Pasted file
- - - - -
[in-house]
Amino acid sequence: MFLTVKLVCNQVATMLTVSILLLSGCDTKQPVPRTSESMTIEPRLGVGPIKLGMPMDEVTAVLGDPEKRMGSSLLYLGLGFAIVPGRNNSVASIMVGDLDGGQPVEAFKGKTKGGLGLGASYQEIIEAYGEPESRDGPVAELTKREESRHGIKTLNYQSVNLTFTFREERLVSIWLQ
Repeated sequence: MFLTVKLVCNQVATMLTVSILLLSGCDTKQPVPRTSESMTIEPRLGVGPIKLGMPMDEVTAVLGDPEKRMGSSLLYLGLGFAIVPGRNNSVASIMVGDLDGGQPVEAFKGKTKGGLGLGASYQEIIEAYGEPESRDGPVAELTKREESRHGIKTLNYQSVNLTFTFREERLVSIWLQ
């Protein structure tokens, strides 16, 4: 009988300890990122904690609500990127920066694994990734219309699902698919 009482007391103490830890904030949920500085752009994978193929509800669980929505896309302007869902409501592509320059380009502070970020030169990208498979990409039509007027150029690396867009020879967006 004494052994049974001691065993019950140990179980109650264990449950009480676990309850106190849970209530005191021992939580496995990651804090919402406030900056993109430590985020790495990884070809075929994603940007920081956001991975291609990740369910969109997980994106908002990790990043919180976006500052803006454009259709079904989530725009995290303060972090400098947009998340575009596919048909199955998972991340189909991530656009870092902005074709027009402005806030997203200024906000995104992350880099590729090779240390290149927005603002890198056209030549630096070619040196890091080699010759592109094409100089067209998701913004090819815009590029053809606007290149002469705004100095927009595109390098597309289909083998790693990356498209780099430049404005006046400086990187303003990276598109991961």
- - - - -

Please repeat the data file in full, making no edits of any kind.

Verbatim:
[in-house]
Amino acid sequence: MFLTVKLVCNQVATMLTVSILLLSGCDTKQPVPRTSESMTIEPRLGVGPIKLGMPMDEVTAVLGDPEKRMGSSLLYLGLGFAIVPGRNNSVASIMVGDLDGGQPVEAFKGKTKGGLGLGASYQEIIEAYGEPESRDGPVAELTKREESRHGIKTLNYQSVNLTFTFREERLVSIWLQ
Repeated sequence: MFLTVKLVCNQVATMLTVSILLLSGCDTKQPVPRTSESMTIEPRLGVGPIKLGMPMDEVTAVLGDPEKRMGSSLLYLGLGFAIVPGRNNSVASIMVGDLDGGQPVEAFKGKTKGGLGLGASYQEIIEAYGEPESRDGPVAELTKREESRHGIKTLNYQSVNLTFTFREERLVSIWLQ
């Protein structure tokens, strides 16, 4: 009988300890990122904690609500990127920066694994990734219309699902698919 009482007391103490830890904030949920500085752009994978193929509800669980929505896309302007869902409501592509320059380009502070970020030169990208498979990409039509007027150029690396867009020879967006 004494052994049974001691065993019950140990179980109650264990449950009480676990309850106190849970209530005191021992939580496995990651804090919402406030900056993109430590985020790495990884070809075929994603940007920081956001991975291609990740369910969109997980994106908002990790990043919180976006500052803006454009259709079904989530725009995290303060972090400098947009998340575009596919048909199955998972991340189909991530656009870092902005074709027009402005806030997203200024906000995104992350880099590729090779240390290149927005603002890198056209030549630096070619040196890091080699010759592109094409100089067209998701913004090819815009590029053809606007290149002469705004100095927009595109390098597309289909083998790693990356498209780099430049404005006046400086990187303003990276598109991961």